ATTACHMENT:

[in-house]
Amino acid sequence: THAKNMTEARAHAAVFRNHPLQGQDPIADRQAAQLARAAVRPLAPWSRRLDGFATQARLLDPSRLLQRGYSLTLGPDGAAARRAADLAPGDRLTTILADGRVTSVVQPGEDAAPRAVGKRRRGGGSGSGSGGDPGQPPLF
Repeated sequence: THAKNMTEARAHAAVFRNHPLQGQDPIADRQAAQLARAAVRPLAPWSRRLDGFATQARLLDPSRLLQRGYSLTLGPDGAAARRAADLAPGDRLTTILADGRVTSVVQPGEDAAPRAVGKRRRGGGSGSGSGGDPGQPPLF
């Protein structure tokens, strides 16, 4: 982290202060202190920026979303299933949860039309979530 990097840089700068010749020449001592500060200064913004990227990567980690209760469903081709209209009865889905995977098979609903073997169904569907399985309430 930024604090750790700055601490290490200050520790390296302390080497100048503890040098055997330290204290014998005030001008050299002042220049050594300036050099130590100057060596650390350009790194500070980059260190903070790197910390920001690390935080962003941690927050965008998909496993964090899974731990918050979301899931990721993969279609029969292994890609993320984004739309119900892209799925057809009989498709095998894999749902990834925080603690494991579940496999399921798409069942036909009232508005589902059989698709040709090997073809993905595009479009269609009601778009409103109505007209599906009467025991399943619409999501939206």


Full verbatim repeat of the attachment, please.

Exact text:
[in-house]
Amino acid sequence: THAKNMTEARAHAAVFRNHPLQGQDPIADRQAAQLARAAVRPLAPWSRRLDGFATQARLLDPSRLLQRGYSLTLGPDGAAARRAADLAPGDRLTTILADGRVTSVVQPGEDAAPRAVGKRRRGGGSGSGSGGDPGQPPLF
Repeated sequence: THAKNMTEARAHAAVFRNHPLQGQDPIADRQAAQLARAAVRPLAPWSRRLDGFATQARLLDPSRLLQRGYSLTLGPDGAAARRAADLAPGDRLTTILADGRVTSVVQPGEDAAPRAVGKRRRGGGSGSGSGGDPGQPPLF
């Protein structure tokens, strides 16, 4: 982290202060202190920026979303299933949860039309979530 990097840089700068010749020449001592500060200064913004990227990567980690209760469903081709209209009865889905995977098979609903073997169904569907399985309430 930024604090750790700055601490290490200050520790390296302390080497100048503890040098055997330290204290014998005030001008050299002042220049050594300036050099130590100057060596650390350009790194500070980059260190903070790197910390920001690390935080962003941690927050965008998909496993964090899974731990918050979301899931990721993969279609029969292994890609993320984004739309119900892209799925057809009989498709095998894999749902990834925080603690494991579940496999399921798409069942036909009232508005589902059989698709040709090997073809993905595009479009269609009601778009409103109505007209599906009467025991399943619409999501939206």